Sex Pistols to re-release 'God Save The Queen'
No future for you! Sex Pistols to re-release 'God Save The Queen'

Sex Pistols to re-release 'God Save The Queen'It could be argued this is the ultimate commemoration of the 40th anniversary of punk and the most expensive iconoclastic move of all time – Joe Corré – the son of Sex Pistols manager Malcolm McLaren and designer Vivienne Westwood – is to hold a ceremonial burning of punk memorabilia in Camden, in which he’ll torch a personal collection worth more than £5 000 000 in total.

Punk has now become so imbued with nostalgia that it feels like the Queen Mother of former youth movements. What was once firebrand now nestles in Boris Johnson’s record collection and the kind of venues that would have barred punks at one time embrace it as a cuddly eccentricty – venue the queen has sanctioned the 40th anniversary celebrations.

Corré, who is the founder of lingerie brand Agent Provocateur and the son of the controversial Malcolm has now decided to make stand. He will burn the collection in Camden November 26, the 40th anniversary of the release of the Sex Pistols’ ‘Anarchy in the UK’, in part in protest at the establishment-sanctioned nature of Punk London, which takes place later this year.

It throws up lots of questions – just what makes up 5 million quid’s worth of punk memorabilia? is that 5000 Anarchy singles? 10 000 pairs of bandage pants from Sex shop?

In a press release about his plan, Corré said: “The Queen giving 2016, the Year of Punk, her official blessing is the most frightening thing I’ve ever heard. Talk about alternative and punk culture being appropriated by the mainstream. Rather than a movement for change, punk has become like a fucking museum piece or a tribute act.”

“A general malaise has now set in amongst the British public. People are feeling numb. And with numbness comes complacency. People don’t feel they have a voice anymore. The most dangerous thing is that they have stopped fighting for what they believe in. They have given up the chase. We need to explode all the shit once more.”

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Award winning journalist and boss of Louder Than War. In a 30 year music writing career, John was the first to write about bands such as Stone Roses and Nirvana and has several best selling music books to his name. He constantly tours the world with Goldblade and the Membranes playing gigs or doing spoken word and speaking at music conferences.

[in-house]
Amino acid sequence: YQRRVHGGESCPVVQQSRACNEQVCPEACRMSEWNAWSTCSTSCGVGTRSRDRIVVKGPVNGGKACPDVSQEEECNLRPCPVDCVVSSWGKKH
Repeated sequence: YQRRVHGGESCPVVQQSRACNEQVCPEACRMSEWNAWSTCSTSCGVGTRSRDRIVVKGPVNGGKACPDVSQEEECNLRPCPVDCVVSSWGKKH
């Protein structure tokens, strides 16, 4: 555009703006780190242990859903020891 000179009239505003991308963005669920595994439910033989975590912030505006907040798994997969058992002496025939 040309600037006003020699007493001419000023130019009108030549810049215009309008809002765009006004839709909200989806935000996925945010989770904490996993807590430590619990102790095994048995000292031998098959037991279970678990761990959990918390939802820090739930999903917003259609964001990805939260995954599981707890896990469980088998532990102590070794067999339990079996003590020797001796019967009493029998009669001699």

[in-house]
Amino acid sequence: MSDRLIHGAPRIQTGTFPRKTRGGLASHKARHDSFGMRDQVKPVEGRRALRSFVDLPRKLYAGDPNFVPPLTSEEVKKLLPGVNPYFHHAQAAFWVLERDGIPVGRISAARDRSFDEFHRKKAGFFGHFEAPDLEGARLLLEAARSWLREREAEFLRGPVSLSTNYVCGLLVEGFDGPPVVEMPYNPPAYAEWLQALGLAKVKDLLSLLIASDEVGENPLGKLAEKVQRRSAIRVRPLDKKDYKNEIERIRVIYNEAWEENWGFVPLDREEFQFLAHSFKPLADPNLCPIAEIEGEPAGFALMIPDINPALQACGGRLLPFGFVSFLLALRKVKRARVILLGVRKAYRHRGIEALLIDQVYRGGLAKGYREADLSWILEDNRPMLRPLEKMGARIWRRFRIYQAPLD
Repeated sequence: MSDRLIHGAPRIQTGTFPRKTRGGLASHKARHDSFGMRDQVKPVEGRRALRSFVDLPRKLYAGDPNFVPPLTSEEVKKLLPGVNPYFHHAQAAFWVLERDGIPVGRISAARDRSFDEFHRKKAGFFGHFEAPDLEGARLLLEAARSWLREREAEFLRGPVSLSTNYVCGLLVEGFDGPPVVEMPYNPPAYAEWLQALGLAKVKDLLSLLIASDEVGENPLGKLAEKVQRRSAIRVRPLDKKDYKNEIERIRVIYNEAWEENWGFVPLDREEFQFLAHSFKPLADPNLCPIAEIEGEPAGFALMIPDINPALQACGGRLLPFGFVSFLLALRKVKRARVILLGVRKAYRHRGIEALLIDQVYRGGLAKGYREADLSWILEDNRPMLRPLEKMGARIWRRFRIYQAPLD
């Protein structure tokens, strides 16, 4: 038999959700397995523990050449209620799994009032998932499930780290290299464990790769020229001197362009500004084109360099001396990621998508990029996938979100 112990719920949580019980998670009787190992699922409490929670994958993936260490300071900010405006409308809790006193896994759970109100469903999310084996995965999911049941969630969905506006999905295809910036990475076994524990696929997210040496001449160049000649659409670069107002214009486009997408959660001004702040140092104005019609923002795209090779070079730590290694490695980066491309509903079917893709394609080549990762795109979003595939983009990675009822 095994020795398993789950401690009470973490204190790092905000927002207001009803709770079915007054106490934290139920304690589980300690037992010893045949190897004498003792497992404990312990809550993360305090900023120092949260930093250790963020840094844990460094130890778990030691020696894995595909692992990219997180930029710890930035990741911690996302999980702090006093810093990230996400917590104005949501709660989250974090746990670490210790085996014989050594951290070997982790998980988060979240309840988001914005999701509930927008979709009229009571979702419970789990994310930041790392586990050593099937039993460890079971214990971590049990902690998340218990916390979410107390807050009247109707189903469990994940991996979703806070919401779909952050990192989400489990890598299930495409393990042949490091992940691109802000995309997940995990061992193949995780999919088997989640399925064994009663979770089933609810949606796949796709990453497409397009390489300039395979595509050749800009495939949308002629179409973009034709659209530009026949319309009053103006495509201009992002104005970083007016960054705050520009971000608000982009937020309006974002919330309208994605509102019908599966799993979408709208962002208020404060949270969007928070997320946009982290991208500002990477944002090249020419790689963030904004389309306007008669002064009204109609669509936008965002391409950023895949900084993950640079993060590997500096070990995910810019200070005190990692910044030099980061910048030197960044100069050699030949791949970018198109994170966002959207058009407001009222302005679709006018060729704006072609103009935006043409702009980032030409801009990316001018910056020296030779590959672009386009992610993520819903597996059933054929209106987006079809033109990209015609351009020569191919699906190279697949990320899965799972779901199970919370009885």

1. Well….. Is that realy punk rock? Or a money making scam? To be honest if the chap was genuine he should just pack up all his items, go to some little village miles away from where he lives and hand them in to a charity shop. Or is it capitalist Londonderry bullshit?

  2. I’d say; Corres ‘memorabilia’ is the stuff from his late, absent fathers loft which he inherited… its a reminder of his shit childhood where he was cast aside in favour of ‘infamy and business’ and therefore he has no sentimental attachment to it – it just reminds him what a git his father was so yeah -‘fuckin burn it’. He doesn’t need £5 Million as he’s got a successful business valued at 60 Million (started thru his fathers reputation and influence I’d guess). Claiming it as a Grand Anti-Establishment Gesture is wrong …and exactly the sort of ‘stunt’ Dead Malc would have pulled …. making Corre, just as fucking bad as McClaren. If Joe goes ahead with this he will be despised as his father was…. Go ahead and symbollically burn some of the most precious, iconic stuff as a gesture … but give the bulk of it to homeless charities JC.

    • Definitely give it to the homeless. There are seven thousand of them in Manchester and before the year is over, some will be dead. Millions from punk memorabilia sale would buy all of them a new life.

  3. Interesting!

    The only Punk memorabilia I’ve got, and I have a fair amount, is in my head.

    See you at the barricades babe!

  4. So ISIS are not the only self-important people who want to destroy cultural heritage in order to draw attention to themselves.

    As least he could have given them to the Design Museum, but I guess the real irony is that it will mean that what’s left will be worth more.

    • Sebastian, in many ways the row about this perfectly captures the eternal contradictions of punk that make it so endlessly fascinating…

  5. In If You Kiss Me, Kiss Me, opening at the Young Vic, Jane Horrocks and a band of musicians and dancers reinterpret a selection of hits from some of the Northern male artists of the 1970s and 80s. Jane and her director, Aletta Collins, talk about how they put the show
    RADIO FOUR. FRONT ROW 7.15pm 3/16/2016.

    Anyone who lives in London and want to see Jane Horrocks take on the post punk era, .. this is at the Young Vic theatre.

  6. This guy is a spoiled entitled attention seeking twat. Give it to a museum as it is of cultural interest. Or better still sell it to gullible twits and give the proceeds to charity.

  7. My take on what McClaren did, was that he worked within what was the current system in order to subvert it. He never tried to destroy it totally, but used what was there to his advantage to communicate something worthwhile . I think the most punk thing to do, would be to sell this stuff to the gullible and over-wealthy and use the proceeds to set-up workers’ co-ops, or a credit union, or a co-operative ethical bank, or *insert your own ideas here*. Put the cash value of McClaren’s (and others) creativity to good use and try and bring about change for the better. Subversion: that’s what I think is the punk way.


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